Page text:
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Apr
01

LA's Seismic-Retrofitting Plan May Affect Property Taxes

Mayor Garcetti’s “Resilience by Design” plan may expose building owners to property tax assessments for new construction.

Los Angeles Mayor Eric Garcetti recently unveiled his plan to require owners of older buildings to seismically retrofit their properties.  The Mayoral Seismic Safety Task Force published retrofitting requirements on Dec. 8 as part of a report called “Resilience by Design.”

The question for taxpayers with regards to this report is whether building improvements mandated by the plan may trigger property reassessments that are required on new construction.  Before speculating on how the mayor’s plan will impact their properties, owners should take a close look at the relevant new and existing rules.  The question for taxpayers with regards to this report is whether building improvements mandated by the plan may trigger property reassessments that are required on new construction.  Before speculating on how the mayor’s plan will impact their properties, owners should take a close look at the relevant new and existing rules.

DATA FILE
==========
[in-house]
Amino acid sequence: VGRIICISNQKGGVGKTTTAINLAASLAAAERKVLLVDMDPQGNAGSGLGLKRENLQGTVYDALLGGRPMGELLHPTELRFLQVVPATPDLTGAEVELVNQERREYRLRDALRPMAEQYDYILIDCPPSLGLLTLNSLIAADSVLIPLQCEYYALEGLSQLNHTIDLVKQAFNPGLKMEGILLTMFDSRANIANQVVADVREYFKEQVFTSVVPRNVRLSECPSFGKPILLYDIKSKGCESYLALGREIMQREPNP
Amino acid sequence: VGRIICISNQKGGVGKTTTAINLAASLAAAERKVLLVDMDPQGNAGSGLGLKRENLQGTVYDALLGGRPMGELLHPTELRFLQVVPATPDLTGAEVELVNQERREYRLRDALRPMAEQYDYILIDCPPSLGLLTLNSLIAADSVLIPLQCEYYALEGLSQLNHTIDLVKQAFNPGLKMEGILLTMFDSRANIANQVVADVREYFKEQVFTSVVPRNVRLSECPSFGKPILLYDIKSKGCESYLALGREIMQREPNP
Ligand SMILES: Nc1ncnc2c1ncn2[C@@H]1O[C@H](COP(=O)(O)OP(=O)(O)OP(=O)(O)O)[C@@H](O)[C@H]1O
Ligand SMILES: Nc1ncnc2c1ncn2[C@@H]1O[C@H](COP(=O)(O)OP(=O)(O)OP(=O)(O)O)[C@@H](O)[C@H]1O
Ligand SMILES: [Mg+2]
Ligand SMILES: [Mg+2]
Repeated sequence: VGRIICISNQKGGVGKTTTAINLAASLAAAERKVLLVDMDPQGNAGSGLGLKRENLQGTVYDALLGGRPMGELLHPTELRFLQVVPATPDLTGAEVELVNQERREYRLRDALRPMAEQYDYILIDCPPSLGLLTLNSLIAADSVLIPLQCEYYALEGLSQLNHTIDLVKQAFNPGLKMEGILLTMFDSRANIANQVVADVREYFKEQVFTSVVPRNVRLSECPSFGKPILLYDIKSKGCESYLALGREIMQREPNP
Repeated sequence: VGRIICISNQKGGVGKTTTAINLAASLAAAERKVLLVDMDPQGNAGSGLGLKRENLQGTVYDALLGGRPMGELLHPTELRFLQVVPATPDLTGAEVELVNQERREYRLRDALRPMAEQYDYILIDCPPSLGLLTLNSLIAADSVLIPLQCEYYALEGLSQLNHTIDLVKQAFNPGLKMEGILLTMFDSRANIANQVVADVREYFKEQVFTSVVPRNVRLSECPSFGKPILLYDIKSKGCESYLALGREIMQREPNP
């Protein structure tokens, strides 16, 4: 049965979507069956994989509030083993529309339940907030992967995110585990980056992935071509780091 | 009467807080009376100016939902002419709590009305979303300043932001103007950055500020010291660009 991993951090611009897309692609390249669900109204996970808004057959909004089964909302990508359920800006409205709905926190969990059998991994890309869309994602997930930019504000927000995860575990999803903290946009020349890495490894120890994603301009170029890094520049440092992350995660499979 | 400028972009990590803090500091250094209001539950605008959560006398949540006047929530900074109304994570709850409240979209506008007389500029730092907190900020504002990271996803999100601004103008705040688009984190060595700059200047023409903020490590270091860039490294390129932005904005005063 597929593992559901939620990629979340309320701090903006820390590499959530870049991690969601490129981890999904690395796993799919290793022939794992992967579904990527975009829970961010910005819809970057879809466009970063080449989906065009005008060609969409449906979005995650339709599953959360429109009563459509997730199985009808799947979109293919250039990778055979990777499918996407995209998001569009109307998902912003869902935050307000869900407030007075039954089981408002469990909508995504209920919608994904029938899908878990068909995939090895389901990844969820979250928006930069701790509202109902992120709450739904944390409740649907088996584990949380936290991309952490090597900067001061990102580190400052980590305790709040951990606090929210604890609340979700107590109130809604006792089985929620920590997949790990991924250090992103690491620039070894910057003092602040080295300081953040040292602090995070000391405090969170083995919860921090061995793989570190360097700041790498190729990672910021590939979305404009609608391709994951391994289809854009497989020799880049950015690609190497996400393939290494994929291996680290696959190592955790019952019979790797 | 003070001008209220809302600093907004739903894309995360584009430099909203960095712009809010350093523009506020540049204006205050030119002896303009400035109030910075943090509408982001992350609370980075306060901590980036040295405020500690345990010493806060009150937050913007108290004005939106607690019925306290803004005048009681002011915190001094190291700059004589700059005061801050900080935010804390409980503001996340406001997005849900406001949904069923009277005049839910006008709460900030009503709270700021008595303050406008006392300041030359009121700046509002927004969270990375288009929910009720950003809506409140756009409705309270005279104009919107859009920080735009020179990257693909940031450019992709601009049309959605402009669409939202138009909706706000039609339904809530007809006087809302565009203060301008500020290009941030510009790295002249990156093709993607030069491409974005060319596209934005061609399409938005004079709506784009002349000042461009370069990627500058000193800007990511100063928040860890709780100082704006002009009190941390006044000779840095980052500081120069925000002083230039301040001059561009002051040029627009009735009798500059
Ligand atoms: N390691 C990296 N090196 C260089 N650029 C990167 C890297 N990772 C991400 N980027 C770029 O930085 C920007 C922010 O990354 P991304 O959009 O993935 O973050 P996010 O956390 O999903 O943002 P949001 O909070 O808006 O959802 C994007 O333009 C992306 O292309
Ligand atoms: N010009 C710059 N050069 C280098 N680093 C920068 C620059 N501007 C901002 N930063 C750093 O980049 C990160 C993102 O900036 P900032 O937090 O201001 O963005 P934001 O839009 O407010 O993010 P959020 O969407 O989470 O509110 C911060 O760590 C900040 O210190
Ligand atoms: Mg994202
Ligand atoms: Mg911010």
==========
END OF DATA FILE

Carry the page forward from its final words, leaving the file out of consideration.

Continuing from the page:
The Seismic-Retrofitting Plan

Mayor Garcetti’s plan targets two types of properties for earthquake upgrades: soft, first-story buildings and reinforced concrete buildings.  The first category consists of wood-frame buildings where the first floor has large openings.  These may include tuck-under parking, garage doors and retail display windows.